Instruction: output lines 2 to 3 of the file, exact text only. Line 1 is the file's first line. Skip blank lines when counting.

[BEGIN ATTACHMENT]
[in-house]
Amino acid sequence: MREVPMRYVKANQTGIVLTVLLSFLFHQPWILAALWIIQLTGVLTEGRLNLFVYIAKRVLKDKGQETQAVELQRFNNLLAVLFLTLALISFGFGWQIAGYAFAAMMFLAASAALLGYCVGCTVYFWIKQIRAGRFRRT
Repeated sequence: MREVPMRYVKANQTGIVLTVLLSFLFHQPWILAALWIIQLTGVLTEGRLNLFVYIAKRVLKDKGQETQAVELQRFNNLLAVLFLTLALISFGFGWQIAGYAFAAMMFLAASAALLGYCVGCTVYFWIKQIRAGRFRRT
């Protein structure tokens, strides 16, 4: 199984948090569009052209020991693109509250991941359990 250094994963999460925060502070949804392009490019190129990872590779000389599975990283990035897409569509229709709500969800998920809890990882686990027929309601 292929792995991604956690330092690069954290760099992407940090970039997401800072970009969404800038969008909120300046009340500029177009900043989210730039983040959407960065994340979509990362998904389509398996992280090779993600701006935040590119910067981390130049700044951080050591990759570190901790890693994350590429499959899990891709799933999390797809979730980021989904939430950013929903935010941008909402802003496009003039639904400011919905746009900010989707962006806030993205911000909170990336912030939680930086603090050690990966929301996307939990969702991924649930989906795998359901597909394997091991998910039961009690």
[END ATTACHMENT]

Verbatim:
Amino acid sequence: MREVPMRYVKANQTGIVLTVLLSFLFHQPWILAALWIIQLTGVLTEGRLNLFVYIAKRVLKDKGQETQAVELQRFNNLLAVLFLTLALISFGFGWQIAGYAFAAMMFLAASAALLGYCVGCTVYFWIKQIRAGRFRRT
Repeated sequence: MREVPMRYVKANQTGIVLTVLLSFLFHQPWILAALWIIQLTGVLTEGRLNLFVYIAKRVLKDKGQETQAVELQRFNNLLAVLFLTLALISFGFGWQIAGYAFAAMMFLAASAALLGYCVGCTVYFWIKQIRAGRFRRT